Last Wednesday, California passed a new bill that will force “gig workers” for companies like Uber and Lyft to be reclassified as permanent employees rather than independent contractors. Proponents of the bill see the gig economy through a moralistic lens in which the poor, downtrodden, and voiceless contract workers have finally defeated the big profit-hungry businesses and earned themselves a fair wage.
I worked as a gig worker for almost four years, compiling and editing user experience reports for big restaurant chains as an independent contractor. I was paid per edit (depending on the length of the report), much like Uber and Lyft drivers are paid per ride (depending on the length of the ride). The key benefit to my status as a contractor, which I would lose under the proposed bill, was flexibility. I could edit whenever I wanted, wherever I wanted. Sometimes I even completed edits on my phone while, funnily enough, taking an Uber on my commute.
All of this flexibility would go away as soon as I become a “permanent employee.” As Uber and Lyft have pointed out, this means that employees would have to work only in predetermined scheduled shifts. No more picking up a rider on the way to or from work for a few extra bucks. No more deciding last minute to use a few hours off on the weekend to generate some side income.
With 76 percent of Lyft drivers working less than 10 hours a week, that means a majority of Lyft drivers would lose the flexibility they’ve enjoyed. For many, that’ll likely mean having to give up the gig altogether. So this bill that supposedly supports the rights of gig workers will punish up to 76 percent of Lyft employees in order to provide higher wages to those who survive the decimation.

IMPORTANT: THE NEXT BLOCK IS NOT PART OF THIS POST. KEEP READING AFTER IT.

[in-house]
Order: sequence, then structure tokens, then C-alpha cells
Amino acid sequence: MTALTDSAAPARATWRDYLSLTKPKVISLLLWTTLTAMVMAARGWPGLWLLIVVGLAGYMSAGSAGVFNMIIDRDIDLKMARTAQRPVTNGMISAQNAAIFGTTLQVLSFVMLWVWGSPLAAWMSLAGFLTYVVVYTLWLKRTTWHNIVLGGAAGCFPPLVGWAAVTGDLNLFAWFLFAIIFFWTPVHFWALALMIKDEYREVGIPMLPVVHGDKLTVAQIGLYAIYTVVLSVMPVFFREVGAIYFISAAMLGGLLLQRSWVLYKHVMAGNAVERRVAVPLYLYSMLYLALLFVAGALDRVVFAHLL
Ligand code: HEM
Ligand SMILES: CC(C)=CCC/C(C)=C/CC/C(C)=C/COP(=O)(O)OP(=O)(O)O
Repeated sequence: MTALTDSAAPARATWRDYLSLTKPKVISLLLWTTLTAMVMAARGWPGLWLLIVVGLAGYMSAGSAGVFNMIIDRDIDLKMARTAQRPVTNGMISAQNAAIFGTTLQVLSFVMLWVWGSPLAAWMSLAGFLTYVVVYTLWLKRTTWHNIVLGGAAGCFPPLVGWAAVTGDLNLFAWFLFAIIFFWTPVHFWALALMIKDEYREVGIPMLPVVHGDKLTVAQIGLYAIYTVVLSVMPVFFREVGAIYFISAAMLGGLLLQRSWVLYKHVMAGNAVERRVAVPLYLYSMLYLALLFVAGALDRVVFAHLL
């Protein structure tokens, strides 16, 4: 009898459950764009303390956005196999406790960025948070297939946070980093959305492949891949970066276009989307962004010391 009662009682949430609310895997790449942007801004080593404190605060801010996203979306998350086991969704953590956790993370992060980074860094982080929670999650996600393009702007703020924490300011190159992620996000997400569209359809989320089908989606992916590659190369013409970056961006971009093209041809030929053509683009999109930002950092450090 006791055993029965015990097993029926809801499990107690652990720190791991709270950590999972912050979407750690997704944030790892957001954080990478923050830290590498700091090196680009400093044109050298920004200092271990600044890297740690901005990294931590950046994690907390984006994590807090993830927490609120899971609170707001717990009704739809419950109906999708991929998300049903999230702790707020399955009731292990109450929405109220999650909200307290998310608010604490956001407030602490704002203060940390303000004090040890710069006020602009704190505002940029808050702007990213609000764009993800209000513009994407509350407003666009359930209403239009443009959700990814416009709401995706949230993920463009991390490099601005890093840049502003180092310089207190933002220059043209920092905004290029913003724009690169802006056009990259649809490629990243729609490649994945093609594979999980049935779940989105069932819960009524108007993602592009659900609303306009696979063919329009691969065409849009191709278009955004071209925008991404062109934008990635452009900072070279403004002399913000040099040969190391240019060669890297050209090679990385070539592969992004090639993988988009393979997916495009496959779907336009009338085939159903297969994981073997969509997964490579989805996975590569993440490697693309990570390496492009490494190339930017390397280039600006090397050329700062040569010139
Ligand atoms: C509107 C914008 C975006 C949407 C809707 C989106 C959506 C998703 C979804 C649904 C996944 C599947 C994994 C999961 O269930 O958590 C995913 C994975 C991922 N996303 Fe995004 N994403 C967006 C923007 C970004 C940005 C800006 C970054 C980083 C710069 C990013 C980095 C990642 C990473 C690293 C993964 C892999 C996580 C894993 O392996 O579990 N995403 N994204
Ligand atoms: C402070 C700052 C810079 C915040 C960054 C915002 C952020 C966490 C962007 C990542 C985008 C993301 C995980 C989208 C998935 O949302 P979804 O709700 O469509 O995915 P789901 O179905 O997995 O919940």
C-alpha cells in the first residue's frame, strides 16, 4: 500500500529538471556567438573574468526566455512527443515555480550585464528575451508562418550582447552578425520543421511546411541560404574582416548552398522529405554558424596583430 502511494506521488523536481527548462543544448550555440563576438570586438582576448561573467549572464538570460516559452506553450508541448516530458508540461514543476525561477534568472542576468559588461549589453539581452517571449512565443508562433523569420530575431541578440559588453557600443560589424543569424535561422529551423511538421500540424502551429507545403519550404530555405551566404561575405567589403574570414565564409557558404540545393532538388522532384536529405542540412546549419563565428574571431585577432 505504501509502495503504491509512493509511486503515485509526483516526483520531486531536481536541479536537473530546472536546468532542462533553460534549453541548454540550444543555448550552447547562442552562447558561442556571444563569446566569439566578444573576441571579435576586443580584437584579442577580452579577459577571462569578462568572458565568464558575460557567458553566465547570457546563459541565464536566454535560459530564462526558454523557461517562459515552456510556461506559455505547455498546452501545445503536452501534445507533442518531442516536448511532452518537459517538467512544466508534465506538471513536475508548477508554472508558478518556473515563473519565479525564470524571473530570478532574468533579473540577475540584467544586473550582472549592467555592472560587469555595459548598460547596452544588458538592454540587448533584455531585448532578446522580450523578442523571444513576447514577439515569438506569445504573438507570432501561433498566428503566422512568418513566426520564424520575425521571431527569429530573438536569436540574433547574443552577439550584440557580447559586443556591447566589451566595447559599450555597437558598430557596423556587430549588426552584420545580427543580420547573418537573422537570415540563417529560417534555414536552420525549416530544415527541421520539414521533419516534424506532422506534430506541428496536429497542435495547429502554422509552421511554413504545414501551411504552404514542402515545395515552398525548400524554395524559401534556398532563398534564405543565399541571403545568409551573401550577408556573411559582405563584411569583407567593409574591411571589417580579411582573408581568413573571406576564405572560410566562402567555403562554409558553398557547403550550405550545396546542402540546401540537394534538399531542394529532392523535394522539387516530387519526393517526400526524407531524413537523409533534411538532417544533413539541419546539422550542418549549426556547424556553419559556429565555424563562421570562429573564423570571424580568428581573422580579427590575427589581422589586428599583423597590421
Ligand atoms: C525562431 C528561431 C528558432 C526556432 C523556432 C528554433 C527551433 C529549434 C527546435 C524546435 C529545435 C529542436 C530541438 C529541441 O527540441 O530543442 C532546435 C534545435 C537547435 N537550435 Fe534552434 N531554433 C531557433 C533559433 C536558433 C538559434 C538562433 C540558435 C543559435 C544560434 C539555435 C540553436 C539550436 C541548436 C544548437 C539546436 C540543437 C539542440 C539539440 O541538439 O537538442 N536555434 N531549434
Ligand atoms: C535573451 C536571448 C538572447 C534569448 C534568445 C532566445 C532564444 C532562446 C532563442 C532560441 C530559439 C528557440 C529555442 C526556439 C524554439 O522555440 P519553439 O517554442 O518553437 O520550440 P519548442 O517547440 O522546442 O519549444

On top of that, the sudden loss of drivers coupled with the increase in expenses will only result in higher prices. Let’s face it: Uber and Lyft aren’t going to eat the cost. They’ll pass it on to us, the consumers. The latest estimate says ride-sharing will cost up to 30 percent more per ride. Once again, the people who suffer are the very people the bill claims it will support. 41.8 million Americans used Uber in March 2018 alone, many of whom relied on Uber to get to and from work. This bill could destroy the livelihood of these people living day-to-day, trying to make ends meet, who find that now their commute costs have increased 30 percent while they also lose the extra income from a convenient side gig.
Proponents of the bill have gained support by asking gig workers, “Do you want more money?” Of course the answer is yes. And for a small portion of them, they’ll get what they wished for.
I don’t deny that the bill will raise some gig workers’ average hourly wage. But let’s face the facts: while this bill could benefit some gig workers, it would undoubtedly harm many more. Perhaps voters in California should reconsider and vote according to the facts, not according to a misled heart.
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